Wingu.Africa, an international data centre developer, has signed lease agreements with five companies in the banking and ICT industries for space at its data centre in the Ethio ICT Park in the outskirts of Addis Abeba.

Last week, the agreements were announced during an inaugural ceremony hosted by Wingu at the Sheraton Addis Hotel.

Africom Technologies, a local IT and software solutions firm incorporated in 2004 with a paid-up capital of 30,000 Br, is one of the companies that has signed a contract with Wingu. It works in software development and business process outsourcing, analysing millions of gigabytes of data from the US, Europe, Canada, and Australia.

The software company used to host its website on Amazon Web Services for a monthly fee of 200 dollars.

"It's an opportunity for us," says Baheru Zeyenu, CEO and co-founder of Africom Technologies. "It saves us the cost of hosting in international data centres and paying in foreign currency. We can find the services we need here."

The company has an estimated annual turnover of around 30 million Br, with 15 permanent and 350 project-based staff. It looks to rent a single rack to start, with plans to expand to five in a few years, according to the Baheru.

A standard rack can hold 14 servers.

Goh Betoch Bank, a newly launched bank leasing space from Wingu.Africa, started operations last month with 521 million Br in paid-up capital. The Bank has thus far been using its data centre. It looks to work with Wingu as its services and client base grow.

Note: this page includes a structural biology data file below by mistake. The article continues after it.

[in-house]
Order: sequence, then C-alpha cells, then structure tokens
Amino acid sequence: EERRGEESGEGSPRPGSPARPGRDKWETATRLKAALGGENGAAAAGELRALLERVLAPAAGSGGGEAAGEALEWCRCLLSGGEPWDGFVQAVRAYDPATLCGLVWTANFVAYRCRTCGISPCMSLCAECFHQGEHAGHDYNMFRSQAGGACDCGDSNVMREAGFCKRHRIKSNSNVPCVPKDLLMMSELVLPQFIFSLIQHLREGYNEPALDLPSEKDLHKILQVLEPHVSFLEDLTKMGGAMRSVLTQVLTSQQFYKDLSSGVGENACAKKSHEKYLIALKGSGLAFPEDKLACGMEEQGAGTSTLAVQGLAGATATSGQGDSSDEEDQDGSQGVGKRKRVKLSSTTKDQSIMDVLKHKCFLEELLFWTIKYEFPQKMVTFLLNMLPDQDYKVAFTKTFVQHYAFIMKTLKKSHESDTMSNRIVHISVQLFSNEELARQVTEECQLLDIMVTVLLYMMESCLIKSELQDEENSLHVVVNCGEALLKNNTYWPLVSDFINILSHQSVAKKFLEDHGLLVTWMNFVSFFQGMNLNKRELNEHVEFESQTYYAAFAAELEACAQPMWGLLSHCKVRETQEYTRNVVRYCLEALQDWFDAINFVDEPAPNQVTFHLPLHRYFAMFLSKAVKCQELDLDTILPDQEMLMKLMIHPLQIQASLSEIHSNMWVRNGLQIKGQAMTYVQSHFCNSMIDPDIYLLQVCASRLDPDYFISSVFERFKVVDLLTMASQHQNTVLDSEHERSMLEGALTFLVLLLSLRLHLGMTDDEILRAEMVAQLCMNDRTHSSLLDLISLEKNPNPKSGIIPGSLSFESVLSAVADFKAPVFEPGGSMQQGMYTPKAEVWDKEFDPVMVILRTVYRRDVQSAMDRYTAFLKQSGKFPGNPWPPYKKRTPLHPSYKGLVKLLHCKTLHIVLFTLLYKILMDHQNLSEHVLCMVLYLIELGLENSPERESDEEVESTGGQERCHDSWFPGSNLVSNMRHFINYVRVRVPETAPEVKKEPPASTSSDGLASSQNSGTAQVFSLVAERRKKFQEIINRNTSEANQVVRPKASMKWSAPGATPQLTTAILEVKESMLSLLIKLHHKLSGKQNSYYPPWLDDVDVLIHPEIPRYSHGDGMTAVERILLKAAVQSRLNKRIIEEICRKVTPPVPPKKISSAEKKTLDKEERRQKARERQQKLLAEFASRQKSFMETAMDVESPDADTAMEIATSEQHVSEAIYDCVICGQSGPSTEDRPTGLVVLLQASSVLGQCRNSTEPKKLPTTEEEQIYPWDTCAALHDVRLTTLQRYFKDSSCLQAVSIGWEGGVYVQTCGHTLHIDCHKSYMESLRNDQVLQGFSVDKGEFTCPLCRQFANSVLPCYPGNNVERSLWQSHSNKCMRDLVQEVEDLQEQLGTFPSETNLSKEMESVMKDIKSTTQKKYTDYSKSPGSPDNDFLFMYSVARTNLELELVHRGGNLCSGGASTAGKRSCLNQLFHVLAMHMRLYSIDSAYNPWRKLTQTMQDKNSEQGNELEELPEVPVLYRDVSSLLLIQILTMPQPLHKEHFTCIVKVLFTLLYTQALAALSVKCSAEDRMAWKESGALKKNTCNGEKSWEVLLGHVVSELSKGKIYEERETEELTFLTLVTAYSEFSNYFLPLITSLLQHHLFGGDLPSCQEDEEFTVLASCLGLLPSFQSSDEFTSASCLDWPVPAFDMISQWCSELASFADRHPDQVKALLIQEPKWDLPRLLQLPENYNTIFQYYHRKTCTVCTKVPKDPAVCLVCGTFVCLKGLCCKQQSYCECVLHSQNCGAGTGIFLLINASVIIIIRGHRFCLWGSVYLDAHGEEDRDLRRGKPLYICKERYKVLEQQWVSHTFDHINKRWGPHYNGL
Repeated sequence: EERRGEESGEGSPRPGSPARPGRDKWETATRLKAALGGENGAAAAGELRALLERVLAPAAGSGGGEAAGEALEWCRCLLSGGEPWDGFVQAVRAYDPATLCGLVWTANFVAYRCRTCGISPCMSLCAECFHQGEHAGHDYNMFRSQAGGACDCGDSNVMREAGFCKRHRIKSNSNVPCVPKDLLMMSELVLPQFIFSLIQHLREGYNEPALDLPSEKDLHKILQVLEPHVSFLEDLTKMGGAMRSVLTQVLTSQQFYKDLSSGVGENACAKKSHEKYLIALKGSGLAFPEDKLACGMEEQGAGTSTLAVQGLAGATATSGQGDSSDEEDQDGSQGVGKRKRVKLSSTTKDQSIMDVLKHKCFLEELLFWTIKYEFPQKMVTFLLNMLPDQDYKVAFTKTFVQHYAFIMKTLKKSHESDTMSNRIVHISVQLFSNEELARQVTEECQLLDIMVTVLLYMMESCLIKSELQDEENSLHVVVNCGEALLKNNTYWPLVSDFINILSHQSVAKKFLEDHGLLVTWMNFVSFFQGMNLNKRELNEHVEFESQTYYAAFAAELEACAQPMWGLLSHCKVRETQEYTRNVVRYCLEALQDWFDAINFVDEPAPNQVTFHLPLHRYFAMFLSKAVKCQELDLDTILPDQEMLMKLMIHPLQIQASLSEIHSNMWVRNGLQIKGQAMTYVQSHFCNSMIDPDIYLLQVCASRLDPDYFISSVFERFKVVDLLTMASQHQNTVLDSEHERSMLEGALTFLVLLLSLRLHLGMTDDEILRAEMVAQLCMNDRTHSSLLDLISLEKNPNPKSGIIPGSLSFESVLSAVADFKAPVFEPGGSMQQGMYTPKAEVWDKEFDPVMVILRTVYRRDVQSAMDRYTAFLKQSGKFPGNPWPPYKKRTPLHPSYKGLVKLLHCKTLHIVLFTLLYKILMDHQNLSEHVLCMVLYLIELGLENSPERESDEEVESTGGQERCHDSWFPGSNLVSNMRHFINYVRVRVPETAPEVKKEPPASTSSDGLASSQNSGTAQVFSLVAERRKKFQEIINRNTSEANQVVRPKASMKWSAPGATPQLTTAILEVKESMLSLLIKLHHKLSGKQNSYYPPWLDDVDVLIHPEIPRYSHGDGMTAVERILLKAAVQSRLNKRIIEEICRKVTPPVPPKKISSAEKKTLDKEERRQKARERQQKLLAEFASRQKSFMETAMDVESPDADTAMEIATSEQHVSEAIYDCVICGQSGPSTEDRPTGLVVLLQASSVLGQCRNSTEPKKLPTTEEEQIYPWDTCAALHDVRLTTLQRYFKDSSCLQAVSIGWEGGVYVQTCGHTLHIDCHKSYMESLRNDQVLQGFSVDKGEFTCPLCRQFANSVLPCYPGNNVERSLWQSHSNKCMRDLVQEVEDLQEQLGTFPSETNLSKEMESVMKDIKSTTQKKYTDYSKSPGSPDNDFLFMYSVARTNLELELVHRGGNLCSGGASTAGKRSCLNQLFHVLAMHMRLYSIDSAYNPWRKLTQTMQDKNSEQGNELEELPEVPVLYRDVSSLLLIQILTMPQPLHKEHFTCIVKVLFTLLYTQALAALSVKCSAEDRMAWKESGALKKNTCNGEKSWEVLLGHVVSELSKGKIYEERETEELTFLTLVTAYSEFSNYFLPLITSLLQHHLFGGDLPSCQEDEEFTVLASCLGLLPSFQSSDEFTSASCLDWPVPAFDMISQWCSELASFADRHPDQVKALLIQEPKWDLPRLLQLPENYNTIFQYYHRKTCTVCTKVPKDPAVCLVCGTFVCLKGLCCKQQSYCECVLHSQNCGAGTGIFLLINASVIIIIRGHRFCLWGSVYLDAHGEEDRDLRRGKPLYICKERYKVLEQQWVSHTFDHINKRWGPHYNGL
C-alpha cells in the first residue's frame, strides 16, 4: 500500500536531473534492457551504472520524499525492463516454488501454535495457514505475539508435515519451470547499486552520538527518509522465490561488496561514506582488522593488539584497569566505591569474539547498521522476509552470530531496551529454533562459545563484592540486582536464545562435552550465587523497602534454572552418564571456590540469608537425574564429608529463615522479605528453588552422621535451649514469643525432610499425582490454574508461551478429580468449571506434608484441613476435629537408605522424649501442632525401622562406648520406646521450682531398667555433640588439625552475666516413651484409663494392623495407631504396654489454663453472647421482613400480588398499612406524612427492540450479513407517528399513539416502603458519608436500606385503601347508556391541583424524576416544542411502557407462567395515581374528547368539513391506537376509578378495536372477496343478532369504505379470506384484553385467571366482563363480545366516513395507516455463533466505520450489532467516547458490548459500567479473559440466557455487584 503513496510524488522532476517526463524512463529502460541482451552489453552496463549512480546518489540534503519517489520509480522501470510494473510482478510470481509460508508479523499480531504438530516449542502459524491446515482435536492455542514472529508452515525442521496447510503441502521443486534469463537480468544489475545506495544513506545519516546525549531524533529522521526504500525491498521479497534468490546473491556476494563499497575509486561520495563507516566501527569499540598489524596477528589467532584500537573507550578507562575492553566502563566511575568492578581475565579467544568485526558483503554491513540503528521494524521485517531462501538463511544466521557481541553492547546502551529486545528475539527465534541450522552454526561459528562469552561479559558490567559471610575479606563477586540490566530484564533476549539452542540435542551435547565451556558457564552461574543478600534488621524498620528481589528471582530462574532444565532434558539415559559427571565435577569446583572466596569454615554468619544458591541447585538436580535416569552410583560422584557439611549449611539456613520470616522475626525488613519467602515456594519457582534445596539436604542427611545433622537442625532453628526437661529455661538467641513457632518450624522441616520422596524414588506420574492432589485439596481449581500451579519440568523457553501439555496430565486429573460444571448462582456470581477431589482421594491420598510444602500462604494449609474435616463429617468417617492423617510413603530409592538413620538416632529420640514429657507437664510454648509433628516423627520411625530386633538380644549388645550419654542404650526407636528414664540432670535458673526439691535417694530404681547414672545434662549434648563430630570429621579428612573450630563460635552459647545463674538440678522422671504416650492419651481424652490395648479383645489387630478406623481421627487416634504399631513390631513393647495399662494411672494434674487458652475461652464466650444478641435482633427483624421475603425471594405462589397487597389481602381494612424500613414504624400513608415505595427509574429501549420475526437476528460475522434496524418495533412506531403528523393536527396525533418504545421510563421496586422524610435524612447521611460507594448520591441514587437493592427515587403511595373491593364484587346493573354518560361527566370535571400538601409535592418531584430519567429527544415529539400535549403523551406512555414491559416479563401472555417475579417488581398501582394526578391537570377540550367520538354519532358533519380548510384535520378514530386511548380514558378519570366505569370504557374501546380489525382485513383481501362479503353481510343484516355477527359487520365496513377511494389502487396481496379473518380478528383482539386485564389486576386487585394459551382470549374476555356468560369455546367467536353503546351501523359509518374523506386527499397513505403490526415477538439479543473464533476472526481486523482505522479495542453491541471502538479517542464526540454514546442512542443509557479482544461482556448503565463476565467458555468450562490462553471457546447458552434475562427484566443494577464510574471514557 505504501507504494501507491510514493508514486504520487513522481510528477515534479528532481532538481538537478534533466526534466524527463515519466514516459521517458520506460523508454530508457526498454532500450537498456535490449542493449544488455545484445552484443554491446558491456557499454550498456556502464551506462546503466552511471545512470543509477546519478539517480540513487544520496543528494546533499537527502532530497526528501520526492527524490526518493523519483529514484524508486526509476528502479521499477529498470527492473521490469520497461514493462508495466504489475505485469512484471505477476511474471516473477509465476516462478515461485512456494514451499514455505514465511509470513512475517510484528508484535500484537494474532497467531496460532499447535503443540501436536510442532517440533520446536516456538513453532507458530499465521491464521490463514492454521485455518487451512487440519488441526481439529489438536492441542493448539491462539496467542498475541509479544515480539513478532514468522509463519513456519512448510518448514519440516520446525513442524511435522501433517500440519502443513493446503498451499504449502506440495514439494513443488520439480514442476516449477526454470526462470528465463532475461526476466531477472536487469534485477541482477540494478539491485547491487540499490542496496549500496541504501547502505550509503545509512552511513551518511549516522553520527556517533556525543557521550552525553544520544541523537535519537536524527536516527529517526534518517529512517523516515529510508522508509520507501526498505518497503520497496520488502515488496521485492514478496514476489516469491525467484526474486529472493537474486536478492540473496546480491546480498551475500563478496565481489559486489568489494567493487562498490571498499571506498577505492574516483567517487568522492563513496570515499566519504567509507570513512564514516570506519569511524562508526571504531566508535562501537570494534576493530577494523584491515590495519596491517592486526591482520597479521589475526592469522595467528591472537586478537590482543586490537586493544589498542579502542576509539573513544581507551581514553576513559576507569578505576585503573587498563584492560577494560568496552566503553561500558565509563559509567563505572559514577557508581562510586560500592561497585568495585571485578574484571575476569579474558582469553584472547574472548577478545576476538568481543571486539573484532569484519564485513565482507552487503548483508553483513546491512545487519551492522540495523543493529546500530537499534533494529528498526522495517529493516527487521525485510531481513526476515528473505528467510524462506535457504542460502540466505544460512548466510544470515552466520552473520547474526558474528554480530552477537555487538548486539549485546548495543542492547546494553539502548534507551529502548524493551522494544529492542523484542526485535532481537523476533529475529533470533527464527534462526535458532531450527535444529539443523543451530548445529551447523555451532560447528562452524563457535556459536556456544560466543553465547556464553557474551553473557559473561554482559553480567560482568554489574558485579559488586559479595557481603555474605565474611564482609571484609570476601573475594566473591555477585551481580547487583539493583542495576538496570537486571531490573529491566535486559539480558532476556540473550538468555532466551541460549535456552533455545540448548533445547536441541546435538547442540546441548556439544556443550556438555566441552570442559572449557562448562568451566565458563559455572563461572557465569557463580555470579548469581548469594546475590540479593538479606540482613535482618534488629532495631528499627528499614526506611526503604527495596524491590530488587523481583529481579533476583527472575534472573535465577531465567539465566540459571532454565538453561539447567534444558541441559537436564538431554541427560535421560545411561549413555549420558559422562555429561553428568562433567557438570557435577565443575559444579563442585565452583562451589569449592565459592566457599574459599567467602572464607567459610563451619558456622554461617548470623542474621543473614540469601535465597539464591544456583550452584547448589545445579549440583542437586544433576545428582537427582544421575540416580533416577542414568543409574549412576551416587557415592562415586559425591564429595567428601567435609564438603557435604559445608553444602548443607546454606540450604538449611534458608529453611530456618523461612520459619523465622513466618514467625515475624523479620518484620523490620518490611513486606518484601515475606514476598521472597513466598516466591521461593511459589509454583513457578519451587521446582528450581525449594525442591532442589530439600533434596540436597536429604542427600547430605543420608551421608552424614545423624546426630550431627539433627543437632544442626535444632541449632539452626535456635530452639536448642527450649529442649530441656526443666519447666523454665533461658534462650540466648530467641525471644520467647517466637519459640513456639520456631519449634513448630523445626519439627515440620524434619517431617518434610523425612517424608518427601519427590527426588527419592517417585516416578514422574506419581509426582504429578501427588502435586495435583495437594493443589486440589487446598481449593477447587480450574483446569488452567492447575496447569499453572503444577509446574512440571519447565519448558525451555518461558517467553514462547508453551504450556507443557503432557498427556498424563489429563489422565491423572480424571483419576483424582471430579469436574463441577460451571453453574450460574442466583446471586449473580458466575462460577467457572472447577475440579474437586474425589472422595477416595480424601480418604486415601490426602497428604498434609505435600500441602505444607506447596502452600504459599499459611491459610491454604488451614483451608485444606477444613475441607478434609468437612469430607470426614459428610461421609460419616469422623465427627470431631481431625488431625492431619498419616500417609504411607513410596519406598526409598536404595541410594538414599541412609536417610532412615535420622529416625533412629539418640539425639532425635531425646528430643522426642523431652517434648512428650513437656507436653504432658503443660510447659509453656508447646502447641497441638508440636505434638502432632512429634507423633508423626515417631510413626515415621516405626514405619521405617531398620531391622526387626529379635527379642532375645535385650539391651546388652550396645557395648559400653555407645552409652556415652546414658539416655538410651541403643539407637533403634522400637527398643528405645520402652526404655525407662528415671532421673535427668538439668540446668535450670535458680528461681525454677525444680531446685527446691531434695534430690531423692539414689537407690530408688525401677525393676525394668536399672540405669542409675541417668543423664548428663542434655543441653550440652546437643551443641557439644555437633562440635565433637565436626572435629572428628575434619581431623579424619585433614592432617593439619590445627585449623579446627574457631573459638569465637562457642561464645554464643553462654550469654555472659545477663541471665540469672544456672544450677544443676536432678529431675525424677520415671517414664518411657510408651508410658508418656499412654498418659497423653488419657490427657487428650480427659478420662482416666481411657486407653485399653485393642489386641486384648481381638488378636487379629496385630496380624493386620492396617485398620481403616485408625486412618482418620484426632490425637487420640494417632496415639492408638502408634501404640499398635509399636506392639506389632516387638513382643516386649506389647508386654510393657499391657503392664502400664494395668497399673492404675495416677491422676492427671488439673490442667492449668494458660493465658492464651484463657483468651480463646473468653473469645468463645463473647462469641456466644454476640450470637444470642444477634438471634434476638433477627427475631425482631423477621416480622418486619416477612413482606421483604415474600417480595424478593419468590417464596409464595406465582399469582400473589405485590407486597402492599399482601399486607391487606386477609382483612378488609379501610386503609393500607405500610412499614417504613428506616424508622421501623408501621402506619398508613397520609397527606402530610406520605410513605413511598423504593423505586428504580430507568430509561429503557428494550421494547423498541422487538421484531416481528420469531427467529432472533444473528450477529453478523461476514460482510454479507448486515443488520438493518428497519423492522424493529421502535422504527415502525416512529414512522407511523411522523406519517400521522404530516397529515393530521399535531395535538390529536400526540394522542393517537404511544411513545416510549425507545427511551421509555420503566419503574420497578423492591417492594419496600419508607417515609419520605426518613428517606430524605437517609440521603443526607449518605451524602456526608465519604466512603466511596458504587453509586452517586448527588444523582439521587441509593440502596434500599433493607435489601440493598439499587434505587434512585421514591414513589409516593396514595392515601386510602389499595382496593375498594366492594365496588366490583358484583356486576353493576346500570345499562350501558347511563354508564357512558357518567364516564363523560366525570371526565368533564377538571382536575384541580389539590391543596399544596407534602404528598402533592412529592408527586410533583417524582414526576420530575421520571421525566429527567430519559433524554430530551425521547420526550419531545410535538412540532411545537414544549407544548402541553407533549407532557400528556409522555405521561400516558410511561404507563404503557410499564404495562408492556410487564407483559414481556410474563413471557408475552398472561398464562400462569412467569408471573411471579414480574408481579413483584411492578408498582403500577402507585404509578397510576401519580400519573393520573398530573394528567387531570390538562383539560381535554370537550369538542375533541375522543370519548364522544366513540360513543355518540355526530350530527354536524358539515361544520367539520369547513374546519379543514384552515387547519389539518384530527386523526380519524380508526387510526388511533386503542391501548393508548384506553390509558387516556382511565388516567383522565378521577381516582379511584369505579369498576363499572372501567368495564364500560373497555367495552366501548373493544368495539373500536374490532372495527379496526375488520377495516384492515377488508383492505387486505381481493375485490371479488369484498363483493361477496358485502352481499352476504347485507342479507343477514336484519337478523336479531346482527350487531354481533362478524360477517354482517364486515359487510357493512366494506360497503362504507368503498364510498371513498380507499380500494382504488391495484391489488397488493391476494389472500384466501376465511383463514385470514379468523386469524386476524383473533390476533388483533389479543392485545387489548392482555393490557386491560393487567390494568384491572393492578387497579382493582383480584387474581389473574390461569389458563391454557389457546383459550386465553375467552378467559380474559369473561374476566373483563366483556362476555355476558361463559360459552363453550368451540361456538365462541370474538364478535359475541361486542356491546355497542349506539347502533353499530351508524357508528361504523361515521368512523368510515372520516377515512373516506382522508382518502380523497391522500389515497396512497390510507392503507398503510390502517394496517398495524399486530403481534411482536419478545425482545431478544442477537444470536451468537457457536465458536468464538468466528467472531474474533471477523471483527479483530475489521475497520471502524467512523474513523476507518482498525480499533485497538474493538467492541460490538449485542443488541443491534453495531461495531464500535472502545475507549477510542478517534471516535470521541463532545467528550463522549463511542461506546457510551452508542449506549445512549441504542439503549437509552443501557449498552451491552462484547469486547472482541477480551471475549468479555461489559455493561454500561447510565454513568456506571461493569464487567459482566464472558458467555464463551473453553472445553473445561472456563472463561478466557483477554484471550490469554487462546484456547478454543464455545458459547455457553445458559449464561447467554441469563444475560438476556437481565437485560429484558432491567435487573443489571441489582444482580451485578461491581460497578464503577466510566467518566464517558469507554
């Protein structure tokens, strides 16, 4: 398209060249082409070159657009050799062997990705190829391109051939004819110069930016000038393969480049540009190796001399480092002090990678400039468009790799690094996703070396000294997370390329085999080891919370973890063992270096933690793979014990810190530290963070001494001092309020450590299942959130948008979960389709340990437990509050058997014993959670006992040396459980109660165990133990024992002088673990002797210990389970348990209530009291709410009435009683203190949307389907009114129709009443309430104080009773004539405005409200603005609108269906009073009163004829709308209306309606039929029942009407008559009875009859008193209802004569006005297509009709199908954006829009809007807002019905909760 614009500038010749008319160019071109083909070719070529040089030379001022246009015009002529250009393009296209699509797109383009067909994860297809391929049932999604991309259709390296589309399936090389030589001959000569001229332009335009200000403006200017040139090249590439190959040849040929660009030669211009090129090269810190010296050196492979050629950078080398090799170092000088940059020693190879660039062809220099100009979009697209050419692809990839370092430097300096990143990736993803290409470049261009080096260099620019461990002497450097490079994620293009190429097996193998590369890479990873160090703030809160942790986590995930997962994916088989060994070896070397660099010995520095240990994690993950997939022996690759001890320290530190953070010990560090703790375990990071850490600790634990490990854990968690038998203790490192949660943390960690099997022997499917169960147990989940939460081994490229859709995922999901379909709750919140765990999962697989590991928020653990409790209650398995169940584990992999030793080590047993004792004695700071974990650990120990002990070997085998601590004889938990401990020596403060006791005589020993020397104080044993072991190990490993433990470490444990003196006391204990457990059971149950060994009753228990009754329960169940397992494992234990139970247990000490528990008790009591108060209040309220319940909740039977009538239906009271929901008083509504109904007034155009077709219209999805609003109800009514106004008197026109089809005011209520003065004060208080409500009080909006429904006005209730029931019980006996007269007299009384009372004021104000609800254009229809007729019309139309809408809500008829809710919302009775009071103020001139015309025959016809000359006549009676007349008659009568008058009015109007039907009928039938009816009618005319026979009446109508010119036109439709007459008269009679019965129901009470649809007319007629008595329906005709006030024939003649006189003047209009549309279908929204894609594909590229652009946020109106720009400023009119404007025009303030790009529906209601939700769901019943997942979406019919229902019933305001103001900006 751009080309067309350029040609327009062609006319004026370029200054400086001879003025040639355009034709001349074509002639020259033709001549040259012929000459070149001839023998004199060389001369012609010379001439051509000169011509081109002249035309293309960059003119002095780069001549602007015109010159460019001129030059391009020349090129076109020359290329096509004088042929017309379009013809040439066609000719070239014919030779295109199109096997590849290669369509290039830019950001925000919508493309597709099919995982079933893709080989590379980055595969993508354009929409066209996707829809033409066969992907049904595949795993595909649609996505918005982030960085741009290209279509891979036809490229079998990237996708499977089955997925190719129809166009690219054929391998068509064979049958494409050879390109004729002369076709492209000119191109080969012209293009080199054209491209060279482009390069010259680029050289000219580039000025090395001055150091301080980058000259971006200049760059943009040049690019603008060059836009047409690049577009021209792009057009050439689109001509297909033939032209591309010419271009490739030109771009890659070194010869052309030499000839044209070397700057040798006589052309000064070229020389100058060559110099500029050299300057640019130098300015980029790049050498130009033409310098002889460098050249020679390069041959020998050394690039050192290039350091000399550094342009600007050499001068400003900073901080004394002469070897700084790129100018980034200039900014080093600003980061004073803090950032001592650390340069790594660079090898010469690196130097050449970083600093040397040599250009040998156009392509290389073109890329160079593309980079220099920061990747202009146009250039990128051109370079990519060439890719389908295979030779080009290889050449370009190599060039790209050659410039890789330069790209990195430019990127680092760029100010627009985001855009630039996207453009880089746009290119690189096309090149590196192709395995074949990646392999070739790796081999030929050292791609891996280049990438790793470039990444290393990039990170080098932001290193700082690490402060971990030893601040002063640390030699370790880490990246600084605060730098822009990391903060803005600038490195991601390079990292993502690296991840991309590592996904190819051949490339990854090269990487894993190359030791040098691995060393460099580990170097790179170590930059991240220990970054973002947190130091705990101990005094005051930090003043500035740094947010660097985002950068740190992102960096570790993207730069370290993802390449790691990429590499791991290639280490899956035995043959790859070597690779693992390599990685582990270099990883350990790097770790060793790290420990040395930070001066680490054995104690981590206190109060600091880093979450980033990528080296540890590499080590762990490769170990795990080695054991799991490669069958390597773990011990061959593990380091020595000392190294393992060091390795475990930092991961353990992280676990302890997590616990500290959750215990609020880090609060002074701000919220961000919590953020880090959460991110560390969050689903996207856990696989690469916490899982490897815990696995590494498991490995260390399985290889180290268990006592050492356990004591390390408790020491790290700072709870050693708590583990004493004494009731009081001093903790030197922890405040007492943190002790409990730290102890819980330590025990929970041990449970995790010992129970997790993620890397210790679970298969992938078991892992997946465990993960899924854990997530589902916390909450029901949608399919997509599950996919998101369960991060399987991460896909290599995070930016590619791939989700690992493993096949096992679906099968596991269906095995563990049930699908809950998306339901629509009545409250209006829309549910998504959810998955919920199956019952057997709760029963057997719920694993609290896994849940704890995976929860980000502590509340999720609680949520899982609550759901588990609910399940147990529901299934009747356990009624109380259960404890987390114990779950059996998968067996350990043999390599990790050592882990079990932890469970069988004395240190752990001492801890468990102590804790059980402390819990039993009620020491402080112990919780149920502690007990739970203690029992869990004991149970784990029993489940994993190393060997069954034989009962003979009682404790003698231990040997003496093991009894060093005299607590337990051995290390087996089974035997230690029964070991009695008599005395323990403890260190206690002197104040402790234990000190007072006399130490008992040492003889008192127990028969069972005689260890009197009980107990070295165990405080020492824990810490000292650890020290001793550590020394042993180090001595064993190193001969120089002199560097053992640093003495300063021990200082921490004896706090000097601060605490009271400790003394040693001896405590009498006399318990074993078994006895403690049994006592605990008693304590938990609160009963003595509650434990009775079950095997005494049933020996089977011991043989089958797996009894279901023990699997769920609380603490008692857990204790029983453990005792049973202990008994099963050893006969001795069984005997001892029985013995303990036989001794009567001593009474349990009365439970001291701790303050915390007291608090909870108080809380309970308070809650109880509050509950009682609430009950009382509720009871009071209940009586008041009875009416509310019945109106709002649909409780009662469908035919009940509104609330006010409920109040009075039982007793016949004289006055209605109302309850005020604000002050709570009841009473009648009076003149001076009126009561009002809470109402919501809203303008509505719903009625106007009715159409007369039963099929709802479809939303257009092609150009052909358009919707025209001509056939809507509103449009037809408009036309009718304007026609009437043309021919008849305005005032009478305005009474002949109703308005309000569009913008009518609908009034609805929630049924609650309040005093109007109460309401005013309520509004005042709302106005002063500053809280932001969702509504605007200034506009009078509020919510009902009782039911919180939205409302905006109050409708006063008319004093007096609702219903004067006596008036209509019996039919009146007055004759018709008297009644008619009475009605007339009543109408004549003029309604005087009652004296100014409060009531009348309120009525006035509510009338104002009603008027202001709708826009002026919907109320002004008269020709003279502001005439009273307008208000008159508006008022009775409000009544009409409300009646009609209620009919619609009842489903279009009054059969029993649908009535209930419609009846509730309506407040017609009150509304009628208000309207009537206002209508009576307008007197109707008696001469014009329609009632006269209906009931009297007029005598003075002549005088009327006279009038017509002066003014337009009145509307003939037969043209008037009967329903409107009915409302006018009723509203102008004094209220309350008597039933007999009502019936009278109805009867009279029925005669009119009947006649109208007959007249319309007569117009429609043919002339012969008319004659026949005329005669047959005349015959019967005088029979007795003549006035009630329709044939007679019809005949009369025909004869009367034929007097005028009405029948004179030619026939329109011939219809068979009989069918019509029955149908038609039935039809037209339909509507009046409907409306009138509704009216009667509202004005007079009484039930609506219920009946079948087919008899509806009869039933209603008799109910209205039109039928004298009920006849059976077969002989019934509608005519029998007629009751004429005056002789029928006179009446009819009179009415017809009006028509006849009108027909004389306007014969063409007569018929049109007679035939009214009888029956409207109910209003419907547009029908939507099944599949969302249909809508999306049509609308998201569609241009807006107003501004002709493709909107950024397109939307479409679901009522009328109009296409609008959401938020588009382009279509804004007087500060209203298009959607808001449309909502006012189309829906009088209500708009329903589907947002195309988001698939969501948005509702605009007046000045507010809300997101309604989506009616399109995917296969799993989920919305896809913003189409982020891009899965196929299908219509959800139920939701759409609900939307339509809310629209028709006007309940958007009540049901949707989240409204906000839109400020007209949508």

"We need more data centres and disaster recovery sites as a backup and as we're expanding our operations," Mulugeta Asmare, president of Goh Betoch, told Fortune.

Close to 2,000 clients have opened accounts with Goh Bank at its two branches in Addis Abeba and Dire Dawa. The Bank plans to open branches in Bahir Dar and Hawassa, Mulugeta disclosed.

The Bank of Abyssinia (BoA), Websprix, and CNET Software Technologies are companies that have agreed to lease space at the data centre. Abyssinia serves more than five million depositors, upgrading its existing data centre in 2019 at 100 million Br. Its previous data centre, which the Bank has been using since 2011, is now used as a backup.

Wingu.Africa's executives plan to avail their services to new customers in the coming month.

The company is among four multinational ICT firms to set up in the Ethio ICT Park, dubbed the "Ethiopian Silicon Valley", after signing agreements with the Ethiopian Investment Commission (EIC) in late 2020. The Park in Qilinto, in the eastern limits of the capital, is under the supervision of the Industrial Parks Development Corporation (IPDC). A subsidiary of a parent company incorporated in Mauritius, Wingu.Africa is owned by founders from Cyprus and the United Kingdom (UK). Africa Capital Works, an investment fund, holds a stake in the company as well.

It began developing its data centre in Ethiopia two years ago on a 15,000sqm plot. Its executives say what has been completed thus far is the first phase of a planned four. The company has spent over 30 million dollars on the first two phases, according to Nicholas Lodge, chief strategy officer for Wingu.Africa. He says the second phase is expected to be finalised by the end of this year.


The first phase comprises the building of the data centre and the setting up of infrastructure. The company has erected 100 racks – steel and electronic frames that house servers and networking equipment. The centre also includes cooling systems and generators. Wingu requires around 1.2mw of electric power to run the edifice.